The case involved a commercial dispute between two Rotterdam-based companies that produce erotic products. The Defendant previously had an agreement with the plaintiff to manufacture a whip and subsequently decided to source these from another company. The Plaintiff alleged that they designed the original whip and therefore continued manufacture of this product amounted to intellectual property infringement.
The Court of Rotterdam ruled that the conditions of Article 6 of the Dutch Copyright Act (DCA) were not met and required the defendant to:
Learn more about the case and see the full Court ruling below.
Plaintiff is a Rotterdam company (wholesale and retail) specialized in erotic products such as whips. The Defendant is O-Products B.V, a wholesaler of erotic products. In the past, the defendant had ordered the Plaintiff to have a certain whip manufactured, and subsequently decided to source these from another company. The Plaintiff claimed that they originally designed the whip and alleged therefore that the manufacture of this product by another party was unauthorized and amounted to intellectual property infringement.
The judge was asked to form an opinion in particular on the handle of the whips. The following questions were asked:
(1) is the handle of Plaintiff's whips a work within the meaning of the Copyright Act?
(2) if that answer is in the affirmative, who should be considered the maker?
Article 6 of the Dutch Copyright Act (DCA) provides that if a work has been created according to a design by another person and under his direction and supervision, this person is regarded as the maker of that work.
The judge ruled that the handle of the whip has its own original character and bears the personal stamp of the maker and is therefore a work that is protected by copyright. Plaintiff is the maker, because she had already designed the products before the parties came into contact with each other. Subsequently, the defendant submitted the defense that this was a design commissioned by the defendant, based on the abovementioned article 6 DCA, and that on that basis the copyright rests with him. O-Products had not sufficiently demonstrated at the Court hearing what his design consisted of.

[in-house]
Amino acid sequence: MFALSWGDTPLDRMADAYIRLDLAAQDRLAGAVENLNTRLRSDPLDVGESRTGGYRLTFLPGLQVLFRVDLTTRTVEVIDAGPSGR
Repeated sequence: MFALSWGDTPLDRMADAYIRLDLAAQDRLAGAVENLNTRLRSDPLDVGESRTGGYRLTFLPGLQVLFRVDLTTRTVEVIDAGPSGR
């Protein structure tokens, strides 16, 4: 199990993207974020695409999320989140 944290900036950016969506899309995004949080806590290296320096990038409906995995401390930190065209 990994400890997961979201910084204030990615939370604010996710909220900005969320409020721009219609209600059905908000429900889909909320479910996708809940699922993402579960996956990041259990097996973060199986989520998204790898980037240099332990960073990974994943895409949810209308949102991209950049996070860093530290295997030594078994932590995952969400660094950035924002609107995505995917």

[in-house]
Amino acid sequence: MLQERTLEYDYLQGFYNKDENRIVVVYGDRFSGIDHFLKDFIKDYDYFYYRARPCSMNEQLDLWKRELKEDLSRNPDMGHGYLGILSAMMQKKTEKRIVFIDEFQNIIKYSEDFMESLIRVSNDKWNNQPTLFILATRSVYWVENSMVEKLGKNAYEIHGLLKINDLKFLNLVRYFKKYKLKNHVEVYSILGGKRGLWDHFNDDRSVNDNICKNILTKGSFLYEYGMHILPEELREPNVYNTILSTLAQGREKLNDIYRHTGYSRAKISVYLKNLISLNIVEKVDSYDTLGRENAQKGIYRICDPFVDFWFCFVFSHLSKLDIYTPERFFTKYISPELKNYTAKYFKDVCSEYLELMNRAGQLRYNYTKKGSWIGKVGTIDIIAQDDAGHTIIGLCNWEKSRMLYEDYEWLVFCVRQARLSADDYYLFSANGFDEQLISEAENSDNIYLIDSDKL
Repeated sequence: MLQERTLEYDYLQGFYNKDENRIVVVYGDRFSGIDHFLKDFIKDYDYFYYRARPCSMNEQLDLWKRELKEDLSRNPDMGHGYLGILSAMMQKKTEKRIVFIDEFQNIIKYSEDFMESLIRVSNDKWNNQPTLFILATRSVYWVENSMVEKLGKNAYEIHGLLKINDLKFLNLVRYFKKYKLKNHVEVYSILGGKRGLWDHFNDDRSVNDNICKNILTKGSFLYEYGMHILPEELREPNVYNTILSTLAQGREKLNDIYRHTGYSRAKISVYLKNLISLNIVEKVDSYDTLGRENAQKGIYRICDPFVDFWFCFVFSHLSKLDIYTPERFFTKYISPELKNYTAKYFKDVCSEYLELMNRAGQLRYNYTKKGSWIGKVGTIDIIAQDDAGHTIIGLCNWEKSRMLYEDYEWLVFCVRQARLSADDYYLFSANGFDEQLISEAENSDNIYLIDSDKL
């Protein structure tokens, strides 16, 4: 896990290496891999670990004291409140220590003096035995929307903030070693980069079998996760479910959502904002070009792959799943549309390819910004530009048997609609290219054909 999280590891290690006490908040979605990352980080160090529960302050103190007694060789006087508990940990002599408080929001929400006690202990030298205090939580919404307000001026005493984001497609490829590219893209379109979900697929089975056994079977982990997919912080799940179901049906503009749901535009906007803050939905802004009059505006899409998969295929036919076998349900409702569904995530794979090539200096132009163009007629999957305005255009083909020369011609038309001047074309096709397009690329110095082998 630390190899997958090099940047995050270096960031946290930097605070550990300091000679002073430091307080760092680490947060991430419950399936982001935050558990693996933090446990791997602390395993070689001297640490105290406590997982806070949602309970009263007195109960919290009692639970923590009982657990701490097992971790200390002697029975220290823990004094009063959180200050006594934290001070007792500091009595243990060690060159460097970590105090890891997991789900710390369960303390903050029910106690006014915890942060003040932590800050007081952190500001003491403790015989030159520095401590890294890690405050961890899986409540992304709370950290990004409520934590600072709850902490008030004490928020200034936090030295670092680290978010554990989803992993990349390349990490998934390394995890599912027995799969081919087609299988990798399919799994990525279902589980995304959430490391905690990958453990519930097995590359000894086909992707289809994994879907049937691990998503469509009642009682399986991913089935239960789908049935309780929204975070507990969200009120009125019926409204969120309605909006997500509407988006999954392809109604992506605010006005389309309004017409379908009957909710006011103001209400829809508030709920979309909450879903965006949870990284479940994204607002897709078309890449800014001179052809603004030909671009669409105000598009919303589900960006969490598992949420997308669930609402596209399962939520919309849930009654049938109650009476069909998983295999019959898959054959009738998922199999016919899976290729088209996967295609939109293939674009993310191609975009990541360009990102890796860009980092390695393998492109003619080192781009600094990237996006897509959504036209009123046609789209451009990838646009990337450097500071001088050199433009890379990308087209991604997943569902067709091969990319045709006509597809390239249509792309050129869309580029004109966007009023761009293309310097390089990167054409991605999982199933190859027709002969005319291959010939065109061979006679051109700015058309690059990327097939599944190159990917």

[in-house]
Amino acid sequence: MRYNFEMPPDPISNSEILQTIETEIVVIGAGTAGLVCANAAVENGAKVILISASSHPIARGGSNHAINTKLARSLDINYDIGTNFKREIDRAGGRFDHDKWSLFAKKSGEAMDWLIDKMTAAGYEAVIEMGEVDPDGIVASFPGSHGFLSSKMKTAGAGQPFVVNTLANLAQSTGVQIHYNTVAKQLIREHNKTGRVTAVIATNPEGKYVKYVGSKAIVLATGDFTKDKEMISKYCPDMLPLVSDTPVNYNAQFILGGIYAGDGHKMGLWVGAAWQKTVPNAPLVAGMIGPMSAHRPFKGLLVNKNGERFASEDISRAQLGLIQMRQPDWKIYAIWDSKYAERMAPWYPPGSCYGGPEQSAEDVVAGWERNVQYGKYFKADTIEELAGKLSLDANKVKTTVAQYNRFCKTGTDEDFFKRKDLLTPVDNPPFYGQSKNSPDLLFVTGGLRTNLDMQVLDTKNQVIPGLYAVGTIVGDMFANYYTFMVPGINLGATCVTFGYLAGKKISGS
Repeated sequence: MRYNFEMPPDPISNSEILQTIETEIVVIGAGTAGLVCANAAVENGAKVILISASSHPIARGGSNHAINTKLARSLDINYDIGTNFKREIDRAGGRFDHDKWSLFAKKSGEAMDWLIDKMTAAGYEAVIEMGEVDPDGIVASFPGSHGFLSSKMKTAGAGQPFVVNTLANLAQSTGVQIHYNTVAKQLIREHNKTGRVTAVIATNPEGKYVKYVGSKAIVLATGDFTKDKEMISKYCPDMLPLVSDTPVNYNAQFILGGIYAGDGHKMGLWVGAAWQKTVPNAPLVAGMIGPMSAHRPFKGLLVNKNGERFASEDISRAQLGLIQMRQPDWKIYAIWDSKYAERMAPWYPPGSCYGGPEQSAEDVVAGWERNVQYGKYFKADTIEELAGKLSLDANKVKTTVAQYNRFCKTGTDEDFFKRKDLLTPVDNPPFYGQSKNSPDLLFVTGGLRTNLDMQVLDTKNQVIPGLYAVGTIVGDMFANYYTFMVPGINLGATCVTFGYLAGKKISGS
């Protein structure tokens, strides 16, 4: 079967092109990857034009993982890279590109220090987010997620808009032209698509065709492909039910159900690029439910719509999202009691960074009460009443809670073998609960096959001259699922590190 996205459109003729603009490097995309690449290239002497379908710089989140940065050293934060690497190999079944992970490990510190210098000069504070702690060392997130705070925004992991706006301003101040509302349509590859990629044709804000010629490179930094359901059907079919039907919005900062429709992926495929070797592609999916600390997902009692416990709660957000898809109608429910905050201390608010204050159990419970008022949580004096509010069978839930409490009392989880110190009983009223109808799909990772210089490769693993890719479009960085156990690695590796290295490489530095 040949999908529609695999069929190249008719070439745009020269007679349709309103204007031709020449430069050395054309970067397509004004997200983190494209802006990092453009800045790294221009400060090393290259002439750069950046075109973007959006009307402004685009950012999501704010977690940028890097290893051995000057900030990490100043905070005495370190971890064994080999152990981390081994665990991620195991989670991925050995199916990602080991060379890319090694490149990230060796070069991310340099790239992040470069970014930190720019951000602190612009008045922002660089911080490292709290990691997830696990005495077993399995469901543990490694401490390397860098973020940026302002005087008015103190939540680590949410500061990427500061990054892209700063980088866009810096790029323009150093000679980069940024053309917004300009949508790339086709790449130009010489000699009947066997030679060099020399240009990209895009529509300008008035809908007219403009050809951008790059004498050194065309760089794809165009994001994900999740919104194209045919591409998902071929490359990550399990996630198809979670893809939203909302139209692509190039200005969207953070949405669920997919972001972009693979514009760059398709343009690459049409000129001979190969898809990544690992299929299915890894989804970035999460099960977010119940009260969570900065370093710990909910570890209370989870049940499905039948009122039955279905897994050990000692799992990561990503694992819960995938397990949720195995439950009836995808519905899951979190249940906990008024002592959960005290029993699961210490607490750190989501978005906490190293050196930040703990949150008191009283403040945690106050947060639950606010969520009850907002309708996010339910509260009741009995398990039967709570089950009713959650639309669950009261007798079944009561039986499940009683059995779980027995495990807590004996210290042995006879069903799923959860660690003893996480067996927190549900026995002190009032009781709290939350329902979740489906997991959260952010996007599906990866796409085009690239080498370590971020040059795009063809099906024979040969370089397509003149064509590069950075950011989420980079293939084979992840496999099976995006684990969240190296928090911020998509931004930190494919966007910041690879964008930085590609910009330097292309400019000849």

At the hearing, the Plaintiff also pointed to the fact that it already had a variant of the basic model. The further arguments from the defendant about the design originating from her was, in the opinion of the court, wholly insufficient to be able to speak of a design. The Court ruled that it concerned only a few minor adjustments to the original model. The correspondence with the Plaintiff submitted by the Defendant did not elicit a design, nor did it indicate management and supervision on the part of the Defendant.
The Court ruled that the conditions of Article 6 DCA were not met and required O-products to:
The foregoing by order of a penalty of € 1,000 for each day or part of a day that O-Products fails to comply with these orders in whole or in part or – at the discretion of the claimant, with a maximum of € 30,000;
O-Products is liable for damage suffered by the plaintiff as a result of the infringement of its copyright and orders O-Products to pay compensation for this, to be drawn up at the state
ECLI:NL:RBROT:2021:8684 (De Rechtspraak, 2021): https://uitspraken.rechtspraak.nl/inziendocument?id=ECLI:NL:RBROT:2021:8684&pk_campaign=rss&pk_medium=rss&pk_keyword=uitspraken